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There are very useful documents explaining the server architectures like Linkedin, MySpace, Amazon and etc.

After seeing MySpace, I really surprised as they are using 500+ database servers for their application.

Would like to know how will they maintain SQL transactions, joins, look ups if data spans across multiple database servers?

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(Since it's more general, just a comment); here is a video presentation about facebooks software stack: infoq.com/presentations/Facebook-Software-Stack –  miku Jan 5 '10 at 17:12
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2 Answers

High Scalability also has a piece on MySpace. It's well worth a read.

I think the key think is that the databases are federated rather than distributed. So all the information relating to a given user is in a single physical database. That handles most of the issues with joining, transactionality, etc.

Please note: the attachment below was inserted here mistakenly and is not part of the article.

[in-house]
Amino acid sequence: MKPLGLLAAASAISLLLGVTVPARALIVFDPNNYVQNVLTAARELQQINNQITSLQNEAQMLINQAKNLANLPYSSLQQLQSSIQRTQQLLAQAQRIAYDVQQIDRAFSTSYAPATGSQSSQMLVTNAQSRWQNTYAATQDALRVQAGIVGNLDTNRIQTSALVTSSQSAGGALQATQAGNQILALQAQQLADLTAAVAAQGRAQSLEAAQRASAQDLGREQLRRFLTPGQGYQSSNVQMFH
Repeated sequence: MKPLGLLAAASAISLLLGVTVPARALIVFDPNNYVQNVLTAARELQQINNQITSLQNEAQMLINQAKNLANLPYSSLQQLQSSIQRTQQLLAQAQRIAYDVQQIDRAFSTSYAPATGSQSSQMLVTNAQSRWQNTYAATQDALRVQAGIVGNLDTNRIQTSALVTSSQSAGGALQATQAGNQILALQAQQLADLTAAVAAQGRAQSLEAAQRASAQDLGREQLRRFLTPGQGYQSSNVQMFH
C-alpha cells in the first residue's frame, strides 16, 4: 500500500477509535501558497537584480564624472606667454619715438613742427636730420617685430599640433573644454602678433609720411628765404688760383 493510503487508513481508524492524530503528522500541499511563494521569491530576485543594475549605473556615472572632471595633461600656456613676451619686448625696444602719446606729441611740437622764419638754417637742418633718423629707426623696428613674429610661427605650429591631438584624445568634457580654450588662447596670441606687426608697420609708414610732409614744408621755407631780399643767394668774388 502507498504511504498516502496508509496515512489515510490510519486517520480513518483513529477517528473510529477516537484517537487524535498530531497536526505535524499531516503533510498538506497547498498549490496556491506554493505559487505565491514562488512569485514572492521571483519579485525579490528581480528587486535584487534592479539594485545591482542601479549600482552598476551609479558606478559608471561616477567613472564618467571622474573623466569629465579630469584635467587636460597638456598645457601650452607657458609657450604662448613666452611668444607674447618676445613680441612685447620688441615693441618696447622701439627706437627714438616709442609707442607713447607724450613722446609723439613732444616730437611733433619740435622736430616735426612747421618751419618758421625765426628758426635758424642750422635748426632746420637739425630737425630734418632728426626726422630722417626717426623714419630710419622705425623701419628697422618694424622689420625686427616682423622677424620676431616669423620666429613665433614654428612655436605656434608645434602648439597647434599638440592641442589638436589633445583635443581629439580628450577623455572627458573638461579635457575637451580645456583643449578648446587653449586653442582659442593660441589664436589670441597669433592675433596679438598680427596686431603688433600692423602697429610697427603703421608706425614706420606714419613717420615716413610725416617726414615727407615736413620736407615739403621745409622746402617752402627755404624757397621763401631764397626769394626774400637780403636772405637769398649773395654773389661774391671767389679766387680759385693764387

High Scalability doesn't mention it, but I presume there must be some centralised database acting as a registry : the data for user #217873828 is in database Profile42. There is probably a similar centralisation for reference data, although most of that is likely to be in cache rather than read from a database.

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+1. Plus youc an handle a lot of stuff designing it without transactions on a db level. Cross db updates? Queue then in a transactional queue, workers work it off. Things MAY be inconsistent for some time, but that does not matter. In SOME problem domains this is an agreeable pattern, in some (accounting) things must be in sync all the time. –  TomTom Mar 10 '11 at 7:10
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There's a great article on High Scalability about ebay. They take it to the extreme with the application doing everything and just using the dbs for "dumb" storage. The app does joins, referential integrity, etc. It's almost weird to think of things in that manner given what experience most of us have and what role databases play in our applications. Apparently it's effective, though. :)

http://highscalability.com/ebay-architecture

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